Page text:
, Volume 41, Issue 5, pp 591–607 | Cite as

Accelerated decline in cognition in a mouse model of increased oxidative stress

  • Sreemathi Logan
  • Gordon H. Royce
  • Daniel Owen
  • Julie Farley
  • Michelle Ranjo-Bishop
  • William E. Sonntag
  • Sathyaseelan S. DeepaEmail author
Original Article


Mice deficient in the antioxidant enzyme Cu/Zn-superoxide dismutase (Sod1KO mice) have a significant reduction in lifespan, exhibit many phenotypes of accelerated aging, and have high levels of oxidative stress in various tissues. Age-associated cognitive decline is a hallmark of aging and the increase in oxidative stress/damage with age is one of the mechanisms proposed for cognitive decline with age. Therefore, the goal of this study was to determine if Sod1KO mice exhibit an accelerated loss in cognitive function similar to that observed in aged animals. Cognition was assessed in Sod1KO and wild type (WT) mice using an automated home-cage testing apparatus (Noldus PhenoTyper) that included an initial discrimination and reversal task. Comparison of the total distance moved by the mice during light and dark phases of the study demonstrated that the Sod1KO mice do not show a deficit in movement. Assessment of cognitive function showed no significant difference between Sod1KO and WT mice during the initial discrimination phase of learning. However, during the reversal task, Sod1KO mice showed a significantly greater number of incorrect entries compared to WT mice indicating a decline in cognition similar to that observed in aged animals. Markers of oxidative stress (4-Hydroxynonenal, 4-HNE) and neuroinflammation [proinflammatory cytokines (IL6 and IL-1β) and neuroinflammatory markers (CD68, TLR4, and MCP1)] were significantly elevated in the hippocampus of male and female Sod1KO compared to WT mice. This study provides important evidence that increases in oxidative stress alone are sufficient to induce neuroinflammation and cognitive dysfunction that parallels the memory deficits seen in advanced aging and neurodegenerative diseases.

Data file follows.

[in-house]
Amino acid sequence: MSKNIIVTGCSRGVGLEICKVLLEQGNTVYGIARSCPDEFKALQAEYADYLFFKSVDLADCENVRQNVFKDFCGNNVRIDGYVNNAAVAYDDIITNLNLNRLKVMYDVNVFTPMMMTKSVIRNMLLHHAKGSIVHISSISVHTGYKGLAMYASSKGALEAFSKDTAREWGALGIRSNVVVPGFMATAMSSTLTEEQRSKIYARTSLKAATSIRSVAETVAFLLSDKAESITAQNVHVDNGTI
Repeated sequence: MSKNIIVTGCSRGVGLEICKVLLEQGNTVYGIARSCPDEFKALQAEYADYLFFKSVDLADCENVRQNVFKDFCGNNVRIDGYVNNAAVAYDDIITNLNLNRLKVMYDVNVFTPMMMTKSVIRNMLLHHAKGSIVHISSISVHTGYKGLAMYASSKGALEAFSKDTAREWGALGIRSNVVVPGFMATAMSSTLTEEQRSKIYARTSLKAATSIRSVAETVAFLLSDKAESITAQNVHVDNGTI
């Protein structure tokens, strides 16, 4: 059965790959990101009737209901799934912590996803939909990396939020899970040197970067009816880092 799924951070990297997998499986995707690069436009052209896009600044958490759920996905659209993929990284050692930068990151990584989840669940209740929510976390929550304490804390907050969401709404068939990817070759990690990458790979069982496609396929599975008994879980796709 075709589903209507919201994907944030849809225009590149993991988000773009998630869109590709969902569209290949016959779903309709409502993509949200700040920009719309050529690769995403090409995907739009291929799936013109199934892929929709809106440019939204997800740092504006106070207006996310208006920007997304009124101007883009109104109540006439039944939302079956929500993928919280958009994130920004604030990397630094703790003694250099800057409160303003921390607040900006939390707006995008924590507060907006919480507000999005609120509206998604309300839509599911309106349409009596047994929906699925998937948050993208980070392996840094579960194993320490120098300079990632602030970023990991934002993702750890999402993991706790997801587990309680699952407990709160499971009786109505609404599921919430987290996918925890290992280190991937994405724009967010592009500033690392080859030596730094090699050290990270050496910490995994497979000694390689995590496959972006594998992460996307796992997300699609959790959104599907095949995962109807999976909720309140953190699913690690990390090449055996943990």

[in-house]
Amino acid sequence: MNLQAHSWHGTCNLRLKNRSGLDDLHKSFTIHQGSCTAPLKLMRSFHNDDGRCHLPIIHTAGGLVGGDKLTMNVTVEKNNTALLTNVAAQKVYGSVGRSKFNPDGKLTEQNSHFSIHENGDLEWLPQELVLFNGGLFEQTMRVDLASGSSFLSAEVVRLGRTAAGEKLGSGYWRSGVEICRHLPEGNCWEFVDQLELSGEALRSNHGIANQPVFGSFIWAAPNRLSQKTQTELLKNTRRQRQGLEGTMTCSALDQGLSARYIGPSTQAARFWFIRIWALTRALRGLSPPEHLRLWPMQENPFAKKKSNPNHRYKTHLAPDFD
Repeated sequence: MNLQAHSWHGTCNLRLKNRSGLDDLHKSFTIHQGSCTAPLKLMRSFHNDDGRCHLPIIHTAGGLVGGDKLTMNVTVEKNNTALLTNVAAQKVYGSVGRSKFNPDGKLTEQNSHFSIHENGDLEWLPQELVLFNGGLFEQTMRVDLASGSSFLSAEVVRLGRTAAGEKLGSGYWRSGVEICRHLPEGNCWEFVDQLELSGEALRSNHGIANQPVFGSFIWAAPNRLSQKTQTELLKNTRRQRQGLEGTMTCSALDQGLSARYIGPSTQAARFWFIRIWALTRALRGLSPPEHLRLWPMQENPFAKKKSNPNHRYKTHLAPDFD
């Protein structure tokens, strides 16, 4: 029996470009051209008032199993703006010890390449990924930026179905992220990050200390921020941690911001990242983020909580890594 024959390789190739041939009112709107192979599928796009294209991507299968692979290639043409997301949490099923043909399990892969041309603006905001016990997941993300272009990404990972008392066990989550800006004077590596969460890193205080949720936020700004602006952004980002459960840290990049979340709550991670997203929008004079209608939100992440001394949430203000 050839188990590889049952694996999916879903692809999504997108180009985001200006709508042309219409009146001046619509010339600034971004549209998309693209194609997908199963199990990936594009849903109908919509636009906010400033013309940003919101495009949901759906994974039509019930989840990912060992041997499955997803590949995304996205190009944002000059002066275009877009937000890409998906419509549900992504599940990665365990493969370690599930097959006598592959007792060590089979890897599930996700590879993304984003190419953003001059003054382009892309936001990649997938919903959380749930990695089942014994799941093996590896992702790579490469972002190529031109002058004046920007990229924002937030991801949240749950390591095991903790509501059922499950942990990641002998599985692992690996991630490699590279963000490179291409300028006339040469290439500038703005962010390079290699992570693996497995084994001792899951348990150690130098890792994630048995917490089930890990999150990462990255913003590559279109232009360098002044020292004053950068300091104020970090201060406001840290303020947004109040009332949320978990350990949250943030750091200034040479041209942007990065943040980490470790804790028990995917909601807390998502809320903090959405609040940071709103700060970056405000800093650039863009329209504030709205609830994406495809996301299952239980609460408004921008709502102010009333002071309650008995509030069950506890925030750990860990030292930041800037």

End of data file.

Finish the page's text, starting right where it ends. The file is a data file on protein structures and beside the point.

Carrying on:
Cu/Zn-superoxide dismutase Cognition Accelerating aging Oxidative stress Neuroinflammation 



This work was supported by NIH/NIA R01 AG059718, Oklahoma Center for the Advancement of Science and Technology research grant (HR18-053) and Presbyterian Health Foundation (OUHSC) Seed grant to Dr. Sathyaseelan S Deepa; National Institute on Aging K99 AG056662 to Dr. Sreemathi Logan; T32 AG052363 and R01 NS056218 to Dr. William Sonntag; R01 AG057424 to Drs. William Sonntag and Arlan Richardson. The research was also partially supported by grants awarded to Dr. Arlan Richardson from the National Institute on Aging (P01AG020591, R01AG045693).


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Copyright information

© American Aging Association 2019

Authors and Affiliations

  1. 1.Department of Rehabilitation Sciences, College of Allied HealthUniversity of Oklahoma Health Sciences CenterOklahoma CityUSA
  2. 2.Stephenson Cancer CenterUniversity of Oklahoma Health Sciences CenterOklahoma CityUSA
  3. 3.Center for Geroscience and Healthy Brain AgingUniversity of Oklahoma Health Sciences CenterOklahoma CityUSA
  4. 4.Department of Biochemistry and Molecular BiologyUniversity of Oklahoma Health Sciences CenterOklahoma CityUSA

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